Monday, July 21, 2008

The Connection Between a Deer and Open Government

By Terry E. Cohen, Council Member

Friday, Salisbury Zoo Director Joel Hamilton provided an update on the “perruque-headed” deer about which so many citizens have expressed concern or puzzlement, or both. I’d like to thank Mr. Hamilton for his comprehensive report to the council. The 3-page report appears below this post in images you can click to enlarge and read.

I appreciate Mr. Hamilton’s responsiveness to this situation. It’s unfortunate that my efforts last year to have a simple conversation in order to be responsive to constituent concerns could not have been met with a similar prompt and constructive reaction from the administration and council leadership. (See posts from this past week).
Deer Part 1,
Deer Part 2,
Deer Part 3

When legislators in our three-branch form of government are elected, they are not selected to merely sit in a room and rubber stamp law. They are elected to serve as representatives of the people. Doing so involves oversight and constituent service, not just legislation. I make the effort to do all three.

This situation with the deer became overly complicated by an obstructive approach to government that minimizes the importance of the legislator as a representative of the people. Before Councilwoman Debbie Campbell was even sworn in, an email from then-Council President Mike Dunn to Mayor Barrie Tilghman sought to find ways to keep Councilwoman Campbell from talking freely with department heads. Substitute a tax increase, wastewater treatment spills or any number of issues for the controversy over the deer and perhaps you can better appreciate the significance of this pattern.

If the administration “trusts the staff” as much as proclaimed, then let them operate as the adults I believe them to be, capable of making their own appointments and having conversations with legislators without the micromanagement and monitoring of their every exchange with the people’s duly elected representatives. Direct questions from Councilwoman Campbell and me to department heads for the purpose of oversight have been mislabeled at every opportunity as “demands” and “personal attacks” to undermine accountability and communication.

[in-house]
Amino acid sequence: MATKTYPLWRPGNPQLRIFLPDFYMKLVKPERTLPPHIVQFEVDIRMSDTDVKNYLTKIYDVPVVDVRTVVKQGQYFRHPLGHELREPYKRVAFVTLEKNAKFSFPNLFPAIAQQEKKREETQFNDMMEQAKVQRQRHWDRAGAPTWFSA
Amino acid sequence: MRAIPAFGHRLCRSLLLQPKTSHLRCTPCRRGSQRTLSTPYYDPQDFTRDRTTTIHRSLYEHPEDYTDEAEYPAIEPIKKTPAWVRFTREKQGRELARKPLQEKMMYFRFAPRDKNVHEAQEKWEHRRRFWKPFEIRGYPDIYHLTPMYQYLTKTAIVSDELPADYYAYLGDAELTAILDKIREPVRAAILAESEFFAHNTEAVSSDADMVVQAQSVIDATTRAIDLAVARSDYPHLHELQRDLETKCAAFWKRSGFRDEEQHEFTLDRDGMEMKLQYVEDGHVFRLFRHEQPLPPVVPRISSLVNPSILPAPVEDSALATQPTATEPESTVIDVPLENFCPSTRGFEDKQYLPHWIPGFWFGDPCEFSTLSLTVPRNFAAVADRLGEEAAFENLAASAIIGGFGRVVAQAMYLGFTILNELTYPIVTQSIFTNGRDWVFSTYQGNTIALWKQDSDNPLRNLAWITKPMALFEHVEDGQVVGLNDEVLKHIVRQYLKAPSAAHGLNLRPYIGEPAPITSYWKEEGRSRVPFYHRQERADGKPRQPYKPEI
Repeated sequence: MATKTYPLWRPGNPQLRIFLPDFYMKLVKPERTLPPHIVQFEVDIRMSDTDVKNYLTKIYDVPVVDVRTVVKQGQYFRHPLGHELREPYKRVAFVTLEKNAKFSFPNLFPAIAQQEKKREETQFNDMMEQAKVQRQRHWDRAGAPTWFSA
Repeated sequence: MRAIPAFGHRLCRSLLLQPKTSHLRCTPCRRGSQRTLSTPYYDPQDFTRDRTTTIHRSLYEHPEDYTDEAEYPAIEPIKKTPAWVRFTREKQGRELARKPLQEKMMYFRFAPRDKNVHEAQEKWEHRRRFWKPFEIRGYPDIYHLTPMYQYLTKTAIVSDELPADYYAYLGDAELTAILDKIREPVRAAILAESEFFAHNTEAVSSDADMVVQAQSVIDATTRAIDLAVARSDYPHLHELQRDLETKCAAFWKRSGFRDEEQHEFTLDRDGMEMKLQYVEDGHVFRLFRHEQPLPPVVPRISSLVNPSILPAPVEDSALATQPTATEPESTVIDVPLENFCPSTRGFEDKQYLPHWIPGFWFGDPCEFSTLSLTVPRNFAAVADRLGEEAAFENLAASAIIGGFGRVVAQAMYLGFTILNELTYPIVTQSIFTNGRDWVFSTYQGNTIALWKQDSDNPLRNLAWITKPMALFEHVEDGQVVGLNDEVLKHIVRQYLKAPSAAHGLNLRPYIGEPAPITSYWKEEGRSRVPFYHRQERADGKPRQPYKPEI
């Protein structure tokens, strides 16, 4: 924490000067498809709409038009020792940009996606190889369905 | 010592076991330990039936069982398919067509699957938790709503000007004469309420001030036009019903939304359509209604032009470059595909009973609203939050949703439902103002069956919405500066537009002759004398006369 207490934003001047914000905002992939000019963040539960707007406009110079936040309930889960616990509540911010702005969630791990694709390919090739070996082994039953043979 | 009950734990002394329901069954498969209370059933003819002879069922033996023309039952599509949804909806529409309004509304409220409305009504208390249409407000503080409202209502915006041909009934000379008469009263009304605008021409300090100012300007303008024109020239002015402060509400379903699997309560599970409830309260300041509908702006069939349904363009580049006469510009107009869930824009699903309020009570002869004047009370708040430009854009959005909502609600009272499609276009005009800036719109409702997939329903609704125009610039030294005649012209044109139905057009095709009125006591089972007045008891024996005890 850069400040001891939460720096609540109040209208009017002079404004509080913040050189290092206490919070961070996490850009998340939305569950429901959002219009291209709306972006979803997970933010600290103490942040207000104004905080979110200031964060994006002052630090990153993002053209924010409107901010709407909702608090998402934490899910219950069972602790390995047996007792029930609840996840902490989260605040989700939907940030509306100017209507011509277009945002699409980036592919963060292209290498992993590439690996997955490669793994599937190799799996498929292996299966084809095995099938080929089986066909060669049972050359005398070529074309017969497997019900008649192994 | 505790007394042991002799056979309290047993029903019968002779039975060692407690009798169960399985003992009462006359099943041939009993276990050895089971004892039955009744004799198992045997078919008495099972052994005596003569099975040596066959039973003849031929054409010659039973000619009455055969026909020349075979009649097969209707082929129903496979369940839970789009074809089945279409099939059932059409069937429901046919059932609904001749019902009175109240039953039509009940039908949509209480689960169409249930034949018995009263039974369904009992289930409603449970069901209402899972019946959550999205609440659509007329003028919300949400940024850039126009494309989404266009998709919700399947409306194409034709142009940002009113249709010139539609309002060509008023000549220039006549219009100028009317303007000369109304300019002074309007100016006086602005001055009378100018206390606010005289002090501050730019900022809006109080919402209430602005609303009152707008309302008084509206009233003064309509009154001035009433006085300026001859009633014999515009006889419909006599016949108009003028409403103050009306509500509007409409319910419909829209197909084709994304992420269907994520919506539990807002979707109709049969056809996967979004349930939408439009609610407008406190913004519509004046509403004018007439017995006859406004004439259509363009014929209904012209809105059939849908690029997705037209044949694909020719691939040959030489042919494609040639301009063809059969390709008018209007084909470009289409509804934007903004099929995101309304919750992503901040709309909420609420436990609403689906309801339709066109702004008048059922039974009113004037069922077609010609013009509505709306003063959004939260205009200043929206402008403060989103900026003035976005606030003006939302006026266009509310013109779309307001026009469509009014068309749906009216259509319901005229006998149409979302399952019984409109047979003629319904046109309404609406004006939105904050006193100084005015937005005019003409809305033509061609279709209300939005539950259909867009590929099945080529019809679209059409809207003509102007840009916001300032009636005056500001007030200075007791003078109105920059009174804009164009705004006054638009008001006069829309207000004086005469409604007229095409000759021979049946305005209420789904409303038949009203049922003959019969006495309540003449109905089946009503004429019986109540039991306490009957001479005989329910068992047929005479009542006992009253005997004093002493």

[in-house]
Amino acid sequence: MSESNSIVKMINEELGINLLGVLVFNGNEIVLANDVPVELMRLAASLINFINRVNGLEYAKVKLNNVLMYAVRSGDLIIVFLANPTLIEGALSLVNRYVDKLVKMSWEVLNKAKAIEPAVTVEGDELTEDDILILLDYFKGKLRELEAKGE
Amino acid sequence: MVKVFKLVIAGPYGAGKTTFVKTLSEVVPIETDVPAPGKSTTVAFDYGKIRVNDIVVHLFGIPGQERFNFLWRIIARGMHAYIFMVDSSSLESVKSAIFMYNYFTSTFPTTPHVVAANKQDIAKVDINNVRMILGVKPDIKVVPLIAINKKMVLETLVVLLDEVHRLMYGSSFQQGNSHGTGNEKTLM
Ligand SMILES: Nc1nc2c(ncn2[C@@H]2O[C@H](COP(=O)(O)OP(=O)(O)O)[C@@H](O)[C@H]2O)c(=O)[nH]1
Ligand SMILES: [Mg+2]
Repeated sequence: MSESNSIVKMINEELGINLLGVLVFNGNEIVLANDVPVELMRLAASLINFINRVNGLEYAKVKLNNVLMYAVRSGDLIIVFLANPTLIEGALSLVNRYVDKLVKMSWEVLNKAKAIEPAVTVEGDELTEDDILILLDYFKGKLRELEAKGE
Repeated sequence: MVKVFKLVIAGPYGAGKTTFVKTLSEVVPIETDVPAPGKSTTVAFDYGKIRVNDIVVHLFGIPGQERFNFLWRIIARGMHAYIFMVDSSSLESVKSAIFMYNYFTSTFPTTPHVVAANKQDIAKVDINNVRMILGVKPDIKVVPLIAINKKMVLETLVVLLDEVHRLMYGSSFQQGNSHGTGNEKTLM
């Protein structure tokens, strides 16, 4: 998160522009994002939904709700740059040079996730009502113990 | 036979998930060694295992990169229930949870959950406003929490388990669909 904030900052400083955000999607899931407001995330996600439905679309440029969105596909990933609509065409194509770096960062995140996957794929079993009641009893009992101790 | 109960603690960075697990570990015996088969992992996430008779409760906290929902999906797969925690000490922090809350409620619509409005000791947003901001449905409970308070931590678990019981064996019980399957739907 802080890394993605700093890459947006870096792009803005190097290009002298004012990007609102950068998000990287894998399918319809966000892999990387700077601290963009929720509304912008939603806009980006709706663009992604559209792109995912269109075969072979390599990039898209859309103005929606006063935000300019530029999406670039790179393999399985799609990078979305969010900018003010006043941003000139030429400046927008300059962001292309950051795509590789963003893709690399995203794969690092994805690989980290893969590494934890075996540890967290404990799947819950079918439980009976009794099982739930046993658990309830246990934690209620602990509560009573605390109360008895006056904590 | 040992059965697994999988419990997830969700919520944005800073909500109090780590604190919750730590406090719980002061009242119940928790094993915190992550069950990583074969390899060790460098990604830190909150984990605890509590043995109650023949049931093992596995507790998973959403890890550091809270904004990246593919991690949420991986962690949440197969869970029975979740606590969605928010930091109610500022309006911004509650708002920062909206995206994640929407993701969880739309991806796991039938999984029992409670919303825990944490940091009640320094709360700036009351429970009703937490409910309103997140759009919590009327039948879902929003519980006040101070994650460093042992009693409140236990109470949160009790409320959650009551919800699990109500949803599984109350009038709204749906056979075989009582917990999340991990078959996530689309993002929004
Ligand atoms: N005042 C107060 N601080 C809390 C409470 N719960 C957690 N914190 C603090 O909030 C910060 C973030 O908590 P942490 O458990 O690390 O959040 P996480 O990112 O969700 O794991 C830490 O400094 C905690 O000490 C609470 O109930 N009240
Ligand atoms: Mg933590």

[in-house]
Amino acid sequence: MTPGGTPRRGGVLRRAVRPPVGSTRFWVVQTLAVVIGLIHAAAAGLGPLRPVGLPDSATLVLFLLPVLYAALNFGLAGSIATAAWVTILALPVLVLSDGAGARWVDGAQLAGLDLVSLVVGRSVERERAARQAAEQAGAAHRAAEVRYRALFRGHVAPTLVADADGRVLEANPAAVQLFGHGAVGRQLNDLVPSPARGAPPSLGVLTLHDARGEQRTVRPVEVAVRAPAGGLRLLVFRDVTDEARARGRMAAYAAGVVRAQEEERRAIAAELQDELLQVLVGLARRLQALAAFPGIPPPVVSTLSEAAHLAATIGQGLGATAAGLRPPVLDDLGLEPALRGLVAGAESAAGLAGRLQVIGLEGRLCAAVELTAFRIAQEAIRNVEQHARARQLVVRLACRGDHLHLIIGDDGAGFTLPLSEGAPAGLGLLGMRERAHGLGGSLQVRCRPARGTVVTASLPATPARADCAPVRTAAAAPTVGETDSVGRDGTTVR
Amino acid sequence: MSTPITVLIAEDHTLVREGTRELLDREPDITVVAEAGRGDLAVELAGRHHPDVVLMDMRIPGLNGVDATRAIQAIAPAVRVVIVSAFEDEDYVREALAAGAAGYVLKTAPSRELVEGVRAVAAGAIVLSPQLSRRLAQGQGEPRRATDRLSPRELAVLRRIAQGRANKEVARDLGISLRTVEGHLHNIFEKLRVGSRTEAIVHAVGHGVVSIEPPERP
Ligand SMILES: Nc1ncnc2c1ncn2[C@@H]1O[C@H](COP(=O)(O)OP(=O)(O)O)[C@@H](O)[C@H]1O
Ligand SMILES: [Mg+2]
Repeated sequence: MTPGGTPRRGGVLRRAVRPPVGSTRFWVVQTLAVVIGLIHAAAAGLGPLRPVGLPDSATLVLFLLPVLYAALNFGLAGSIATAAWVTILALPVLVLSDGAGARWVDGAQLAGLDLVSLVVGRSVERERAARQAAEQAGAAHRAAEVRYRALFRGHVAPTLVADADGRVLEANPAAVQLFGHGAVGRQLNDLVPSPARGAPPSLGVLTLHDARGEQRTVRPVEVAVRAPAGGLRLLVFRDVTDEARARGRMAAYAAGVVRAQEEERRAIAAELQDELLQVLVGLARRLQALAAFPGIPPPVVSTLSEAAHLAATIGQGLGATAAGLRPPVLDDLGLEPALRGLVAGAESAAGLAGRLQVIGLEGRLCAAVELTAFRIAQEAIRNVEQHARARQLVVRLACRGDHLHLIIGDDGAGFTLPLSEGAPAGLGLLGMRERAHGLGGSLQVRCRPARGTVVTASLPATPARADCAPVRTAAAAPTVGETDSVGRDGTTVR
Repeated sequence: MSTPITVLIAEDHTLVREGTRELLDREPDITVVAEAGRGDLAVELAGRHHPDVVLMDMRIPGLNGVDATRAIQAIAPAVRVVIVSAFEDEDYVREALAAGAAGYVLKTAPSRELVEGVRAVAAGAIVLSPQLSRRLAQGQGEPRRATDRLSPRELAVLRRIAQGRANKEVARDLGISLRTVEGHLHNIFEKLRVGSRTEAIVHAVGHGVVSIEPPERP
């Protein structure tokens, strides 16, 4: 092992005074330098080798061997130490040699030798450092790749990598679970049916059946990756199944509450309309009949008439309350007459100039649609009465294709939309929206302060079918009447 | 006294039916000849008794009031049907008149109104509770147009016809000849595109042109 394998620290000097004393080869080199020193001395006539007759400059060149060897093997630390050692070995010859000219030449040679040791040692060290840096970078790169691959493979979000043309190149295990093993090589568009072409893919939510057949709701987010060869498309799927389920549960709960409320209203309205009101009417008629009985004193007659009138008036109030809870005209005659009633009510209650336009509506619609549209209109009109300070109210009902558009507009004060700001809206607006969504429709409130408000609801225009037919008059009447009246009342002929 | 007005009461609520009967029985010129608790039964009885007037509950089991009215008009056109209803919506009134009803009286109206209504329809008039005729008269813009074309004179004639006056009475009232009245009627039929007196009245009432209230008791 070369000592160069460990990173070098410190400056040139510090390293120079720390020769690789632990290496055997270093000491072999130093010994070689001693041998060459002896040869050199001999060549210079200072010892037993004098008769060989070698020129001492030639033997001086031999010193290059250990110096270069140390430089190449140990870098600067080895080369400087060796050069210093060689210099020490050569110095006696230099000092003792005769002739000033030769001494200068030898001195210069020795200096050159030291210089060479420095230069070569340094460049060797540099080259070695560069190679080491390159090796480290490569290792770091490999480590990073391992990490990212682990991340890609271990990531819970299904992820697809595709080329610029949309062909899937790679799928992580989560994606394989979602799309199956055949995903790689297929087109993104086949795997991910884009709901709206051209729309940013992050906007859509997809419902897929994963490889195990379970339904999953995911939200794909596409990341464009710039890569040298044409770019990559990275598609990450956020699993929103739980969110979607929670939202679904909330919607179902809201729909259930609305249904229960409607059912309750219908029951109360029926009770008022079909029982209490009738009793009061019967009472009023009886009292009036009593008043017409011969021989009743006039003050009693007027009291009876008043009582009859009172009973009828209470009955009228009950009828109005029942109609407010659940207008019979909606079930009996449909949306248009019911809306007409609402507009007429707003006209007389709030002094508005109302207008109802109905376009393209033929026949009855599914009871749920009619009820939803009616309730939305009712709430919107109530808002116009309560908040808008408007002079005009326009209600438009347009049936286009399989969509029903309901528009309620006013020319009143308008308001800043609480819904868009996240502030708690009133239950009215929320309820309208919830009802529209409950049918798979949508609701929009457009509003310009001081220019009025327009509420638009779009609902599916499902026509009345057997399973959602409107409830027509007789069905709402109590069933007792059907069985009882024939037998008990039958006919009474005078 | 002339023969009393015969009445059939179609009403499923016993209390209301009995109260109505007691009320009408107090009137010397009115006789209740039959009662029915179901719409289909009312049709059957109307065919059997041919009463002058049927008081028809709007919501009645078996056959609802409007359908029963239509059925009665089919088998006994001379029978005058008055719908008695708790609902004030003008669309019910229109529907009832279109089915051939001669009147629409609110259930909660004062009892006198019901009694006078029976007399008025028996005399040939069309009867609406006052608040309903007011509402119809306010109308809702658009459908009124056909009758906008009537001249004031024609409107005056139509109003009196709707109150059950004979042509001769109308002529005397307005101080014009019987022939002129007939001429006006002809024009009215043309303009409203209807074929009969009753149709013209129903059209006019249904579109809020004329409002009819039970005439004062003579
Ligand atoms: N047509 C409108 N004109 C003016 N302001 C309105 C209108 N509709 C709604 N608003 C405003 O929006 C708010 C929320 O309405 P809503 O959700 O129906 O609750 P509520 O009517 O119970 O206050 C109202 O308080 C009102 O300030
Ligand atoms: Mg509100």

Communication is the bedrock of cooperation in achieving goals and a government responsive to the people. I know the difference between making inquiries and positive communication toward solutions versus directing staff.

It’s not my job to tell Mr. Hamilton what the best option is for the deer. For example, as he notes in his report, while surgery may be an option, it carries risks as well, from how anesthesia is administered to control of bleeding afterward. Even experts in any field will disagree on the best course of action for a situation.

Mr. Hamilton has made a commitment to look into care options, been prompt and comprehensive in his response, and provided an opportunity for the concerned public to better understand the animal and the situation. At this point in time, I think that effort is to be commended and needs to be allowed to progress.

As for the larger matter about hindering legislators in the performance of their duties, I can hope that, in time, the administration and council leadership will be more open and welcoming in the future. In the meantime, more citizens are taking notice and taking issue with being disenfranchised by such acts.

To read Mr. Hamiltons update click on the photos below to enlarge.

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